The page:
bankruptcy Winnipeg

By: Bankruptcy Winnipeg  09-12-2011

Question: My dad seems to be in some trouble and I have some questions and concerns I hope you can help me with.
I live on a farm with my parents. My dad personally owes approximately $125,000 to various creditors, not including the mortgage on the house we live in. The mortgage is in both my mom and dad’s name as is the title for the land. We have approximately 80 acres on our farm. He is able to make the mortgage payments and the payments are up to date and the taxes and utilities are up to date. The mortgage balance is approximately $65,000. He has no savings. My dad has a vehicle that is worth more than $3000 and one that is worth maybe $1500 if that and does not run properly. He has a loan on the vehicle that is worth more than $3000. He needs the vehicle to get to and from work as we live in rural Manitoba and there is no bus or cab service available to us. I am worried that if he does have to declare bankruptcy that we will lose the house. My mom is also worried that the creditors will come after her for money even though she is not attached to any of his debts other than the mortgage. None of the bank accounts are joint except for the one the mortgage payments come out of. We still need and want to keep the house otherwise we will have nowhere to live. My mom and I just recently moved to the farm as she could not afford to live on her own due to her medical expenses that total approximately $3000/month. I have done a little bit of research on various bankruptcy websites, and am not clear on what would be allowed to be kept in the event he has to declare bankruptcy. The main concern is the house and land and possibly the vehicle that’s worth more than $3000. Is he able to declare bankruptcy for all other creditors except for the bank that the mortgage is at and the bank that the vehicle that’s worth more than $3000 is at because he/we need these? Or does he have to include all creditors?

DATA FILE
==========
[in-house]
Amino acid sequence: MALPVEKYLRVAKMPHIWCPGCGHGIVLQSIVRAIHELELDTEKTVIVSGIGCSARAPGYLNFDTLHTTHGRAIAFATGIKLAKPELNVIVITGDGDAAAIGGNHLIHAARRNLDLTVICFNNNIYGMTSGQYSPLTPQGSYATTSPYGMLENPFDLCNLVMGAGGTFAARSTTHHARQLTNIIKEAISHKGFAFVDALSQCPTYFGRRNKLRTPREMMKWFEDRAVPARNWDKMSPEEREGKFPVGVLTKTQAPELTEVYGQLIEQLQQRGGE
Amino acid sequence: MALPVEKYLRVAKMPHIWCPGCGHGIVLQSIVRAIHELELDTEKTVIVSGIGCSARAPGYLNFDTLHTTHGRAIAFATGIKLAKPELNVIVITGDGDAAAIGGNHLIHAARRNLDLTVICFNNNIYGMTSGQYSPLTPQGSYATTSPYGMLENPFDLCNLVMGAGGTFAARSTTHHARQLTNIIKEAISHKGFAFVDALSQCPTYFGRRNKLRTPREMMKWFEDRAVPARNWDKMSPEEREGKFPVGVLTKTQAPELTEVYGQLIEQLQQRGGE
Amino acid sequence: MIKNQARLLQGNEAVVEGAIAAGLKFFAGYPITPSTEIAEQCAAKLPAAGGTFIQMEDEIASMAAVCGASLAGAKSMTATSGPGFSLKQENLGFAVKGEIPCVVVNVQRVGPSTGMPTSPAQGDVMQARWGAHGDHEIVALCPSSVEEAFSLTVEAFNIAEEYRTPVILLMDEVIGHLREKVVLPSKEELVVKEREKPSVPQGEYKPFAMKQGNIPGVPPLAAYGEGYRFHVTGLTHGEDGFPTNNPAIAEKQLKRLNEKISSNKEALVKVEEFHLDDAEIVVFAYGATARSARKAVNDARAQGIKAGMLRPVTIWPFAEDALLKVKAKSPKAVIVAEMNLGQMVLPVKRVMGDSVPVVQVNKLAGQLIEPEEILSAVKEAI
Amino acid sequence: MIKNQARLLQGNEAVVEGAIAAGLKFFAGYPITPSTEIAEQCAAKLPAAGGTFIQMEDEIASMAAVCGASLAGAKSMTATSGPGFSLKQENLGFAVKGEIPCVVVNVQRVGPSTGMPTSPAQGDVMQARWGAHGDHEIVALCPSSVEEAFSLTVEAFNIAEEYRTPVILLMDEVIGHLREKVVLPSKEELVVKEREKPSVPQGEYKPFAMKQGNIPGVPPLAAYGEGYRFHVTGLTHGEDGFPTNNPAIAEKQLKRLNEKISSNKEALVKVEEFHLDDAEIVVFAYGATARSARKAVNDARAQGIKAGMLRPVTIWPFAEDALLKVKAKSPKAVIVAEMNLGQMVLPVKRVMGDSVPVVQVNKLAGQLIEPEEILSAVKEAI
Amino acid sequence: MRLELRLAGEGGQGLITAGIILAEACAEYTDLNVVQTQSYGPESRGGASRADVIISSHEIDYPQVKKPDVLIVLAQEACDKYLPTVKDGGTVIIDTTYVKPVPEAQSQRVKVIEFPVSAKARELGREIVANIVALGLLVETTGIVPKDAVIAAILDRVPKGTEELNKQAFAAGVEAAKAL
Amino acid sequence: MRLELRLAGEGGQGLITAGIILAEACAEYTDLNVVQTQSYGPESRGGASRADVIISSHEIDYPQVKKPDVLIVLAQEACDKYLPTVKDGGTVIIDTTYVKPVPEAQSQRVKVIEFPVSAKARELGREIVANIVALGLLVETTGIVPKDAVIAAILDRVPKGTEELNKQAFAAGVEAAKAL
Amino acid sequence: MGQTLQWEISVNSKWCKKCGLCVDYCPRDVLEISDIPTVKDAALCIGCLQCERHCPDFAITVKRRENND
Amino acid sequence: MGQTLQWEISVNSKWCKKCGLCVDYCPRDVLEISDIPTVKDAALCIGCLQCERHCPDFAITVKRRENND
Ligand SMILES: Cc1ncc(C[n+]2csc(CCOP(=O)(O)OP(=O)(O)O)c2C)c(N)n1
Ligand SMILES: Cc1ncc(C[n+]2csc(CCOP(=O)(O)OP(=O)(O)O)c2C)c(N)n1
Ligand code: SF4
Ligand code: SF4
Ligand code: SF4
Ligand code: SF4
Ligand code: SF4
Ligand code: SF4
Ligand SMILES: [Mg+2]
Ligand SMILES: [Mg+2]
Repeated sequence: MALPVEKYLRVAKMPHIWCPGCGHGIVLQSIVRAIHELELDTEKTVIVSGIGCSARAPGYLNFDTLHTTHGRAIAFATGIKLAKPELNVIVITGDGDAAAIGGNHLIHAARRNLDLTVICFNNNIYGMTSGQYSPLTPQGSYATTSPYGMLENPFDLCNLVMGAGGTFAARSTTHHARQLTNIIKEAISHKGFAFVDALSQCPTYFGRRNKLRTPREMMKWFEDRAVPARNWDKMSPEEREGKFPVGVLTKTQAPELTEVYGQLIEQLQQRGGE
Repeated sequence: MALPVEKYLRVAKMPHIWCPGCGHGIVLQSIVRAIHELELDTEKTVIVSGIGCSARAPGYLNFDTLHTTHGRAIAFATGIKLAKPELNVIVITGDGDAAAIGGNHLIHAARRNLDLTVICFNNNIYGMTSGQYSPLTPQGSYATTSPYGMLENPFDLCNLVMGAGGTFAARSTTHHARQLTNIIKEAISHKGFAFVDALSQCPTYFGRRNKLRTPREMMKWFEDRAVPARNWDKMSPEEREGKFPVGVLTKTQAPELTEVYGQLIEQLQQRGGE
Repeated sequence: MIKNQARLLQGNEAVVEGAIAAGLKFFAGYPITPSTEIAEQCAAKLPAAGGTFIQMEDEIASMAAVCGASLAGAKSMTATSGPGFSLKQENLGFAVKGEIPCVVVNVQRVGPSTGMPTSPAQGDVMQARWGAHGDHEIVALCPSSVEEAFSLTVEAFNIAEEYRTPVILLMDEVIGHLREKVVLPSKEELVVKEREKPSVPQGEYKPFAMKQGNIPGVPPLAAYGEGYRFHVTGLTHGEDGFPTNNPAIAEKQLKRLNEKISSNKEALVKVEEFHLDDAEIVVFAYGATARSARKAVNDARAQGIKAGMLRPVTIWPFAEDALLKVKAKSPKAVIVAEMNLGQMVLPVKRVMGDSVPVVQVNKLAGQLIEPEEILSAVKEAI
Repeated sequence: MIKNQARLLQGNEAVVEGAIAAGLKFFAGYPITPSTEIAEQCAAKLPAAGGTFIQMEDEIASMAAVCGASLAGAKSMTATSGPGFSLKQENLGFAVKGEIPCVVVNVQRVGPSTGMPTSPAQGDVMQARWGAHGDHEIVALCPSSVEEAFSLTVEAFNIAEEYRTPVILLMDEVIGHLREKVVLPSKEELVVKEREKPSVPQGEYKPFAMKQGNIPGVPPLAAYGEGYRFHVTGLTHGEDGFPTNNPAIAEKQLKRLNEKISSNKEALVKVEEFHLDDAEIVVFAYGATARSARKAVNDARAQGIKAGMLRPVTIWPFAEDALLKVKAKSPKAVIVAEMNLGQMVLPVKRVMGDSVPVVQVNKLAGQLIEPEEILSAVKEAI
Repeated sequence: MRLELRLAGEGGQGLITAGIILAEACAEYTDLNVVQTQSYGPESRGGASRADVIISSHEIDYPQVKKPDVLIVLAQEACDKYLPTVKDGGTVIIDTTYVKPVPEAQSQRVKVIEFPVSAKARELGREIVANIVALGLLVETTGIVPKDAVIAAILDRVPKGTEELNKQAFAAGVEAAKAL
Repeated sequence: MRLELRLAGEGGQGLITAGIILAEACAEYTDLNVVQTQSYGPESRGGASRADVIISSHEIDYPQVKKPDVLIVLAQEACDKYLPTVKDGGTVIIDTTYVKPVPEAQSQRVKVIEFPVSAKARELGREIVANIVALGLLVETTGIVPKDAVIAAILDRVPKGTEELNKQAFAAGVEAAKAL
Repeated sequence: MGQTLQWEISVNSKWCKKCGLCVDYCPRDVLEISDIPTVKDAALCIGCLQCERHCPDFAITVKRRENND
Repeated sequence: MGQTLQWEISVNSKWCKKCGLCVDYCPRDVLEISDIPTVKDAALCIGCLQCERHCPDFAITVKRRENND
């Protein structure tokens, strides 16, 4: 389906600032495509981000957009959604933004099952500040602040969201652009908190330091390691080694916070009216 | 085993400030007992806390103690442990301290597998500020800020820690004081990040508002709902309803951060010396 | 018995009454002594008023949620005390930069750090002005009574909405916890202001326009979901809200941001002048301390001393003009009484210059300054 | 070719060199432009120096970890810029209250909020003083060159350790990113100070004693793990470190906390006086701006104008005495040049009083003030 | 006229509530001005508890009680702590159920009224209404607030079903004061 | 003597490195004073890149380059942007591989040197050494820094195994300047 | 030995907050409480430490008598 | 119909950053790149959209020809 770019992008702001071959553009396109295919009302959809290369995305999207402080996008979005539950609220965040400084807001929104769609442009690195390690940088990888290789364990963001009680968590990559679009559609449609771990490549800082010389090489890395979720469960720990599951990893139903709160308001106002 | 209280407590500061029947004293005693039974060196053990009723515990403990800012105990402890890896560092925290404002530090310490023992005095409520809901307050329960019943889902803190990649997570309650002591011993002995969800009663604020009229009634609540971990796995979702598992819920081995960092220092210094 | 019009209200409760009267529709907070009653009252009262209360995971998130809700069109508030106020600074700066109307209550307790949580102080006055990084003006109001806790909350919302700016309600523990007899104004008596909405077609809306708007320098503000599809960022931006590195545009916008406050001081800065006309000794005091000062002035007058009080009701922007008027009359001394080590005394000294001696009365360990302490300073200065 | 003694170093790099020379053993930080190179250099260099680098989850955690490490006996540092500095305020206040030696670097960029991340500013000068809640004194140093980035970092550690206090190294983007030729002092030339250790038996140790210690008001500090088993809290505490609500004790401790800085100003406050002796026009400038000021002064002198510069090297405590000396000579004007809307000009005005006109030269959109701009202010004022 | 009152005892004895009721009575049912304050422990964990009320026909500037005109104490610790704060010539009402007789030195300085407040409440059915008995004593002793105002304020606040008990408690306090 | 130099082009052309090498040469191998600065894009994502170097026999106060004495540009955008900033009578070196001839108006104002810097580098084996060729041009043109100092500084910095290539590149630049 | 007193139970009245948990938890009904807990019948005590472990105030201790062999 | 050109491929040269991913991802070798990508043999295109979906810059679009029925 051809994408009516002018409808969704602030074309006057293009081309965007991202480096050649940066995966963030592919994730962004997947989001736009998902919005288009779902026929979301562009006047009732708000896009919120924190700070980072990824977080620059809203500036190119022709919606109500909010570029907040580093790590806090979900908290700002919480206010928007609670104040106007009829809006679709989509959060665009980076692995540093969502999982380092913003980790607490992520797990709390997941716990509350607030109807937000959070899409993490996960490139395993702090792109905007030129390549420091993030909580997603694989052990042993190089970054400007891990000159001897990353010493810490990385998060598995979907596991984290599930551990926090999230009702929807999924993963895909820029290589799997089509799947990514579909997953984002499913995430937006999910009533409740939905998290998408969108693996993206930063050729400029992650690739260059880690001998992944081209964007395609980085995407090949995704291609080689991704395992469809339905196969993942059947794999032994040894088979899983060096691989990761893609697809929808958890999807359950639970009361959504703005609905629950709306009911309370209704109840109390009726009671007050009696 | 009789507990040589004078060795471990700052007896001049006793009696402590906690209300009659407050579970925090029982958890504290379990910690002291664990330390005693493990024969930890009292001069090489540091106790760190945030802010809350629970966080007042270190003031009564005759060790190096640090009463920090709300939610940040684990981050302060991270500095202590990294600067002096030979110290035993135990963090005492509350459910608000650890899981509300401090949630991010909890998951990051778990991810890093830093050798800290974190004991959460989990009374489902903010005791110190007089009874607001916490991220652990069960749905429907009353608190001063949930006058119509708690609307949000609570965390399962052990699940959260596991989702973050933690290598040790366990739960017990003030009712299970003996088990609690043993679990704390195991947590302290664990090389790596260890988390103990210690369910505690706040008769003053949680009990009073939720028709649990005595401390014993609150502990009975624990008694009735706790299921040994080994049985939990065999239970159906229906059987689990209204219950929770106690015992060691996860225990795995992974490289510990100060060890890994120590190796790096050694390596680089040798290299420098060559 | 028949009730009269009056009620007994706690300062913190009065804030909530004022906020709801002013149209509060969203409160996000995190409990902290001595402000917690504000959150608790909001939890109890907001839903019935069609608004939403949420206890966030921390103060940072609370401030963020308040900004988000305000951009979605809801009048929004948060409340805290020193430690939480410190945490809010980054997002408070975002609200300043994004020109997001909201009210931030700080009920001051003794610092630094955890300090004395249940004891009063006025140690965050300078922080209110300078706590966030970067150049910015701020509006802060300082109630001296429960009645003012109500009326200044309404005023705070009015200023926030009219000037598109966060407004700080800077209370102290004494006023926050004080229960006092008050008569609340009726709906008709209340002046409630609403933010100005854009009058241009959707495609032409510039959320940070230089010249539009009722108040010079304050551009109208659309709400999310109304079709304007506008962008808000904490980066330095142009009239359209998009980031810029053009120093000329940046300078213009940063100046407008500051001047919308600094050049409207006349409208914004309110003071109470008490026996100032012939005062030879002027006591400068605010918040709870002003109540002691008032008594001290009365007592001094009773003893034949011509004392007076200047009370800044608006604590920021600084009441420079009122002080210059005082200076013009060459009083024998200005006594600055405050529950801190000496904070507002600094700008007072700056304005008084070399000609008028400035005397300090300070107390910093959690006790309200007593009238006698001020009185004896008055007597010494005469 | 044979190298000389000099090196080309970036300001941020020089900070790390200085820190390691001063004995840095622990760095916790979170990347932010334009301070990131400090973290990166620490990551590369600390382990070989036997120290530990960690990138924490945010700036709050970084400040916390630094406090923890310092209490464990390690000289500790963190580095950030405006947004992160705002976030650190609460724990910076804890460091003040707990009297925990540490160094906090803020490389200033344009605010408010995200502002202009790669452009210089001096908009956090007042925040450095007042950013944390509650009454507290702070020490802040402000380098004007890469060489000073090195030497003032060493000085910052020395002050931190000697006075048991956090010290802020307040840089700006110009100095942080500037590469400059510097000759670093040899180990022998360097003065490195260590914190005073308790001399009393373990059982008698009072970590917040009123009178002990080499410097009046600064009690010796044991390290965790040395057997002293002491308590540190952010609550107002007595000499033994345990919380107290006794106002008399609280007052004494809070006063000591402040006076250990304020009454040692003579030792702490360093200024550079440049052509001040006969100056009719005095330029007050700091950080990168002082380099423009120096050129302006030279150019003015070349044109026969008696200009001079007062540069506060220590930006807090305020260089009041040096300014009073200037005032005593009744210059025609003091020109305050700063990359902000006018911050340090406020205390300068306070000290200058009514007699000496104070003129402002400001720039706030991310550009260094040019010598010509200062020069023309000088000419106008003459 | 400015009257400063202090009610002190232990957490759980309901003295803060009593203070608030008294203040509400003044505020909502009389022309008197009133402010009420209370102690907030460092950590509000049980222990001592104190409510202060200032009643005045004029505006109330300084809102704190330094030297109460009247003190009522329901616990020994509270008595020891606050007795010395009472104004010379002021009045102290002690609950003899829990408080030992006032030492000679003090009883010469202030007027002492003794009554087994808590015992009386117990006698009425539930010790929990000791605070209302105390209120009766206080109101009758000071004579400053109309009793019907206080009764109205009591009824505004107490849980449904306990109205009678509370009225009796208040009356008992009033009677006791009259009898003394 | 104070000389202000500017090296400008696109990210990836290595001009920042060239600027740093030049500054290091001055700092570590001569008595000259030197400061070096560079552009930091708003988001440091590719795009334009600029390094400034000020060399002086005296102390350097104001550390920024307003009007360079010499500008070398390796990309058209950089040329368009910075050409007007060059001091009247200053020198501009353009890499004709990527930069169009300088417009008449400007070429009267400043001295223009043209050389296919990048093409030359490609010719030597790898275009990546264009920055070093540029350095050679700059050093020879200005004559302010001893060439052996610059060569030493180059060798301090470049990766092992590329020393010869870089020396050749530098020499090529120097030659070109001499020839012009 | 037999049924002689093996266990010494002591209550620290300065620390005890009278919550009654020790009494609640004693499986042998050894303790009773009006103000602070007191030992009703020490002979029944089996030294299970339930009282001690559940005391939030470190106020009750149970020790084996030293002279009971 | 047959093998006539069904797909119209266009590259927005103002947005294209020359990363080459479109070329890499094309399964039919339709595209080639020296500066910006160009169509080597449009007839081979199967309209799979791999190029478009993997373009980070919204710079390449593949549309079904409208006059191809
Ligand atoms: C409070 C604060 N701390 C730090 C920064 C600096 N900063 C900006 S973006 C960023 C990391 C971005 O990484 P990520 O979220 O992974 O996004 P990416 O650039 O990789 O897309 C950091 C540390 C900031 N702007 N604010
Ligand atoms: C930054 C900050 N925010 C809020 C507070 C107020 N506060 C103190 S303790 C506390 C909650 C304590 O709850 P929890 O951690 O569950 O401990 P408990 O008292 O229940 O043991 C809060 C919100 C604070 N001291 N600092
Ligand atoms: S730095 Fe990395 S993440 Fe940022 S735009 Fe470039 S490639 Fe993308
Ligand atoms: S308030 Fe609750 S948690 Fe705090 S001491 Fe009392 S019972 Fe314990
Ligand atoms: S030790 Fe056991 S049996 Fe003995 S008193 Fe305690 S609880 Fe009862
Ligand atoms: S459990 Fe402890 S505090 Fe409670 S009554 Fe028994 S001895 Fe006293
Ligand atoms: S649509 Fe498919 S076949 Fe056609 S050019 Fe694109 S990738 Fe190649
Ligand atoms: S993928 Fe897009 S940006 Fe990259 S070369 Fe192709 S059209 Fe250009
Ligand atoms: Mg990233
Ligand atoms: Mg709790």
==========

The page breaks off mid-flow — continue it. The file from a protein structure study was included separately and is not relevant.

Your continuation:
I have tried to include as much information as possible. Thank you in advance for any information you can give me.

(a) the furniture and household furnishings and appliances of the judgment debtor reasonably necessary for one household but not exceeding in value the aggregate sum of $4,500.;

(b) the necessary and ordinary clothing of the judgment debtor and the members of his family;

(c) the food and fuel necessary for the judgment debtor and the members of his family for a period of six months, or the cash equivalent thereof;

(d) in the case of a judgment debtor who is a farmer, all animals reasonably necessary for the proper and efficient conduct of his agricultural operations for the next ensuing 12 months;

(e) in the case of a judgment debtor who is a farmer,

(i) all farm machinery, dairy utensils and farm equipment reasonably necessary for the proper and efficient conduct of his agricultural operations for the next ensuing 12 months, and

(ii) one motor vehicle, if required for the purposes of his agricultural operations;

(f) the tools, implements, professional books and other necessaries, not exceeding in value the aggregate sum of $7,500., used by the judgment debtor in the practice of his trade, occupation or profession or to carry on his business and, where the judgment debtor requires the use of a motor vehicle in the course of or for the purposes of his employment, trade, occupation, profession or business or for transportation to and from his place of employment or business, one motor vehicle not exceeding in value the sum of $3,000.;

(g) the articles and furniture necessary to the performance of religious services;

(h) the seed sufficient to seed all the land of the judgment debtor under cultivation;

(i) the health aids, including but without limiting the generality of the foregoing a wheelchair, an air-conditioner, an elevator, a hearing aid, eye glasses and prosthetic or orthopedic equipment, that are reasonably necessary for the health or mobility of the judgment debtor or a member of his family; and

(j) the chattel property of The City of Winnipeg or of any municipality, local government district, school district, school division or school area in the province.

As you can see, basic goods are exempt from seizure, but this is a very complicated area of law.  In addition, there are other factors to consider.  While the law may indicate your father can keep an asset, cash flow and other considerations may dictate that he should not.

The information in this article was current at 06 Dec 2011

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